Rubber Prices Rise Albeit Slumping Demand
Published On 23-Dec-2019 23:25:03
As on Tuesday, the rate of RSS-4 rubber variety, used by tyre industry, stood at Rs 132.50 per kilogram – a 6 per cent rise in the last six weeks
Despite the dip in rubber demands, its prices showed a sharp year on year rise of 9 per cent in the peak tapping period of December.
In contrast to the figures presented by Rubber Board, industry executives have indicated a slump in the rubber industry. Highlighting the reason for the dip, Tomy Abraham, president of Indian Rubber Dealers Federation said, “Prolonged rains have hindered tapping, which should be down 30-35 per cent from normal times.”
On year on year growth, the Rubber Board data says that though the production increased by 8 per cent to 373,000 tonnes in April-October, the consumption witnessed a fall of 8 per cent to 657,120 tonnes. During this period, imports too dropped by 18 per cent to 302,340 tonnes.
As on Tuesday, the rate of RSS-4 rubber variety, used by tyre industry, stood at Rs 132.50 per kilogram – a 6 per cent rise in the last six weeks. Moreover, the coming days also do not sound very positive for the rubber industry as January contracts rates are marked at Rs 135.89 per kg on the Indian Economy Exchange (ICEX).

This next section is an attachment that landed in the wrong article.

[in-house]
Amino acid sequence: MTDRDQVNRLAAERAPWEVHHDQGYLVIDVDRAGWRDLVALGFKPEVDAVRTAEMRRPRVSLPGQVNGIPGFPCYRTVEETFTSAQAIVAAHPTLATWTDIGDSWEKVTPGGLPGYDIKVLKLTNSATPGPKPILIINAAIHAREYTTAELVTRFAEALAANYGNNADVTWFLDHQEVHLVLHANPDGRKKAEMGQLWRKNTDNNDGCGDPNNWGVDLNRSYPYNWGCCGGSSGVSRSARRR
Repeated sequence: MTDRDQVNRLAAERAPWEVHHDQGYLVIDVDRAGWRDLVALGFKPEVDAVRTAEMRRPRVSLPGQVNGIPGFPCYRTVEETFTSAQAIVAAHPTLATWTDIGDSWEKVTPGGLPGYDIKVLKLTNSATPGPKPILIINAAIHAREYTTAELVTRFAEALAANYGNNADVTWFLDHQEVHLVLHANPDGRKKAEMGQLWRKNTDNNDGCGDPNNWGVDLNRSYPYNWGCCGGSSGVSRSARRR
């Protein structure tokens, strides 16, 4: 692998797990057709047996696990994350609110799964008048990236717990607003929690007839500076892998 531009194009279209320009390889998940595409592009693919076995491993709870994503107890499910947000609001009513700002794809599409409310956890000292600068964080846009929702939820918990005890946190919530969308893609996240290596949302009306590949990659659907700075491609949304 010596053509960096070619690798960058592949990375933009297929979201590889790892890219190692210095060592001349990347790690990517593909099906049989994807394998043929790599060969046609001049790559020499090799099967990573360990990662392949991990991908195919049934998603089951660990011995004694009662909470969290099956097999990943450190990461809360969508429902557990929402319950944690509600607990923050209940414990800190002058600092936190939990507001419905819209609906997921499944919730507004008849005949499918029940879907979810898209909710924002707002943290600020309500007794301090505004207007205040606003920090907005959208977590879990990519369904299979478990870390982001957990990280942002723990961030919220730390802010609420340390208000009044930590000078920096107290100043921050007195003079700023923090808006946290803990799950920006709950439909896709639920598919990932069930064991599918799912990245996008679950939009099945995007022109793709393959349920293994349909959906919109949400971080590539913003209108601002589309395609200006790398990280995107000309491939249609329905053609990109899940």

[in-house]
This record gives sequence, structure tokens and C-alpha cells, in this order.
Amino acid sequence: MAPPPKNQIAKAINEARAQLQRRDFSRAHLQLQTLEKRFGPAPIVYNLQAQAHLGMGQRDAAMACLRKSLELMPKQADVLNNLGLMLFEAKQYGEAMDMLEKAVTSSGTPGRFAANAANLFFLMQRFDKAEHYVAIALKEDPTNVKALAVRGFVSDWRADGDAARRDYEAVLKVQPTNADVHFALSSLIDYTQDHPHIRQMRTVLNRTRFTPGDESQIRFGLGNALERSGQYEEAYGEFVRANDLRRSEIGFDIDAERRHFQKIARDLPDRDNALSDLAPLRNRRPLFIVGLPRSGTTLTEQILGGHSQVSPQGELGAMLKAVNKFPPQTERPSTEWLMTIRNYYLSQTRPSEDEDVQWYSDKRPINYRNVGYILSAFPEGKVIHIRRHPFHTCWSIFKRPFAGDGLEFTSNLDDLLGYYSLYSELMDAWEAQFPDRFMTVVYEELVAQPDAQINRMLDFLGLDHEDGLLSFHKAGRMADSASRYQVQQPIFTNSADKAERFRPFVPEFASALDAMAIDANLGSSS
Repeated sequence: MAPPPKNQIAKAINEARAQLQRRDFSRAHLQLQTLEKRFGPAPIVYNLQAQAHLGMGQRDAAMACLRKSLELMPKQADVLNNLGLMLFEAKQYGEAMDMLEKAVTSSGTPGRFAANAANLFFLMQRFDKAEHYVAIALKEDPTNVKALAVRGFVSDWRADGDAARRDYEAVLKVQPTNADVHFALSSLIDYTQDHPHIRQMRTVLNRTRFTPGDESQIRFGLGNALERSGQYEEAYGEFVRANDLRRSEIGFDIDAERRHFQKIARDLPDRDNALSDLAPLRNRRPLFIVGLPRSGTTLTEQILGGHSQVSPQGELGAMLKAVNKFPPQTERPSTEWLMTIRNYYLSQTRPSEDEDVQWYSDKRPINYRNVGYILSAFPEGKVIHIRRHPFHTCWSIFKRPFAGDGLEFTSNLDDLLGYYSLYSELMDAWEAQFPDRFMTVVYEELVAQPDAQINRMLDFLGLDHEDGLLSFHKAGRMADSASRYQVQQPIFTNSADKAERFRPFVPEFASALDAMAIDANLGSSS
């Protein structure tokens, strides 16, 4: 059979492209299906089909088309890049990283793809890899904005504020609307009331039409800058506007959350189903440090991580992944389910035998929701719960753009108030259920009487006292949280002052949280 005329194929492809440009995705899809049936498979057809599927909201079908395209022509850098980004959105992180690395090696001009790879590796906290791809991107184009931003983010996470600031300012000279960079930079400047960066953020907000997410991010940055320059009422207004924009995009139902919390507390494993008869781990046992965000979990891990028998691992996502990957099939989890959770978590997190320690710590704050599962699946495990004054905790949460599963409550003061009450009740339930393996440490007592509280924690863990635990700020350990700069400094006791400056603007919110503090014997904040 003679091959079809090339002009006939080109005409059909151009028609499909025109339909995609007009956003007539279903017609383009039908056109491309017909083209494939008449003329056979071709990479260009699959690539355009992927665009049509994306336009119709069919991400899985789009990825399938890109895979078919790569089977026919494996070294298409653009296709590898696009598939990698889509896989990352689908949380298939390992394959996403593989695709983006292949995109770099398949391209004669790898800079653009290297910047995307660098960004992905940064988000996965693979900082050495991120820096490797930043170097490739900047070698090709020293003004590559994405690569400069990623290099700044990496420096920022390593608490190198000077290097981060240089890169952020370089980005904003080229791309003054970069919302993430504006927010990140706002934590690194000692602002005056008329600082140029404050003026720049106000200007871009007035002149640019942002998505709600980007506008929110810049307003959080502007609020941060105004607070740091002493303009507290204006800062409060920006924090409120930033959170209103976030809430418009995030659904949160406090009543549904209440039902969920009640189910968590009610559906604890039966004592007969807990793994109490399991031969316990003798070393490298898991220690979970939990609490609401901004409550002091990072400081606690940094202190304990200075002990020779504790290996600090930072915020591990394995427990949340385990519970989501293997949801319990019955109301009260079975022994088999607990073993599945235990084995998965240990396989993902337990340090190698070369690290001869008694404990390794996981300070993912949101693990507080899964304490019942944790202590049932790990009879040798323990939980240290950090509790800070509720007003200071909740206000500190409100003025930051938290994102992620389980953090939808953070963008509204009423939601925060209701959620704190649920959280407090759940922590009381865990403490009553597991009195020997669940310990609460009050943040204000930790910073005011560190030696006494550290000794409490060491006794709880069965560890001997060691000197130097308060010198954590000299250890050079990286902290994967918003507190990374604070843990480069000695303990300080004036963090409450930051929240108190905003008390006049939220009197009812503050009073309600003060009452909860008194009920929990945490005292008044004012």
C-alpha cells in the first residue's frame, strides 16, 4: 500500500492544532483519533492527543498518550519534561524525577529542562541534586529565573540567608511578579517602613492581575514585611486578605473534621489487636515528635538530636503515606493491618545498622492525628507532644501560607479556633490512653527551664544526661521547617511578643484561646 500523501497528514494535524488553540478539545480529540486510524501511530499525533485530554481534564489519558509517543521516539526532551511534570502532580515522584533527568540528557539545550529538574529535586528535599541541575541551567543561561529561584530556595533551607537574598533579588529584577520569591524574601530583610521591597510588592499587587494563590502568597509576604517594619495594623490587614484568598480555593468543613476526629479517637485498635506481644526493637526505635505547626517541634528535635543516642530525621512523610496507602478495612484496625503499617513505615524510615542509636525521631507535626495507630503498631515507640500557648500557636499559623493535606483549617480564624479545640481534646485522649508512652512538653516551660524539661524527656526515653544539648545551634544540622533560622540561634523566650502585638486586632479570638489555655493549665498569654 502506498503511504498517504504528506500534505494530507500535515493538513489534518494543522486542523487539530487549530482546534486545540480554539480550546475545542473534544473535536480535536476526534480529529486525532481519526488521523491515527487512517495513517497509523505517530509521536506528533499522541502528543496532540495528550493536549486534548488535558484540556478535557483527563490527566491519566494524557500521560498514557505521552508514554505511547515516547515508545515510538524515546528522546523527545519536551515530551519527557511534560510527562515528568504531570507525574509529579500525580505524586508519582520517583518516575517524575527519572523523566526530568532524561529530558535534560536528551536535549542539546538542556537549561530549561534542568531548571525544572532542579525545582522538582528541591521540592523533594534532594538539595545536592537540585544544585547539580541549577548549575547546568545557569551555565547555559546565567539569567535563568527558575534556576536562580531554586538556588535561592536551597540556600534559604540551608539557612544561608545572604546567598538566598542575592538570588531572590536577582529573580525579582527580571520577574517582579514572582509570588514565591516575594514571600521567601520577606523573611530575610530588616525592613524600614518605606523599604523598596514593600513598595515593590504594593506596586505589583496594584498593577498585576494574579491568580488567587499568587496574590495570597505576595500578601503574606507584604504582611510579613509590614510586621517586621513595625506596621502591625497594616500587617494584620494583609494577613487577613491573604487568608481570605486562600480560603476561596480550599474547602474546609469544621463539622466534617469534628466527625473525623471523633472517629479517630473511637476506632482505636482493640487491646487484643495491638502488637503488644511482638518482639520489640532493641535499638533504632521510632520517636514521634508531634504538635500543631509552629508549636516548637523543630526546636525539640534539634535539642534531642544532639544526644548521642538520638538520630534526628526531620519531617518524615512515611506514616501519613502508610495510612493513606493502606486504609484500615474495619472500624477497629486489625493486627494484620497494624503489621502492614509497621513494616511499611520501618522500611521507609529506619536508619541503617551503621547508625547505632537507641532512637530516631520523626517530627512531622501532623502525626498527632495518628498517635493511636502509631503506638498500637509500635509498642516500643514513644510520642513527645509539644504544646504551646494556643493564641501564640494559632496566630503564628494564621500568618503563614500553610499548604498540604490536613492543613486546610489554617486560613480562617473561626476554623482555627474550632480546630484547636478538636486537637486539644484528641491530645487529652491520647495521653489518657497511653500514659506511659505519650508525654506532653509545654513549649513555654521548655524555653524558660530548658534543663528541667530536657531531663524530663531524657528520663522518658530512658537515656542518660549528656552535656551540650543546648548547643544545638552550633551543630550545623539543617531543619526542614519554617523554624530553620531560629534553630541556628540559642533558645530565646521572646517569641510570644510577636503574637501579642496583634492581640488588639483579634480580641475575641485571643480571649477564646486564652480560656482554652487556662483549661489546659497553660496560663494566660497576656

Companies involved in growing the rubber plantations aren’t happy despite high crop season. Santhosh Kumar, Senior VP, Harrisons Malayalam, said, “Defoliation seems to have set in early like it did last year, maybe because of changing weather. Looking at the present situation the tapping season may not extend beyond January.’’
Echoing similar words Rajiv Budhraja, Director General of Automotive Tyre Manufacturers’ Association (ATMA), said, “Demand continues to be on the slower side. While rubber price can rise on sentiment, we feel that the board’s production figures are overestimated.’’
For the uninitiated, tapping is the process of extracting the liquid from the trees which is required to make the rubber. There are massive plantations of such trees which are cultivated every year in India and worldwide.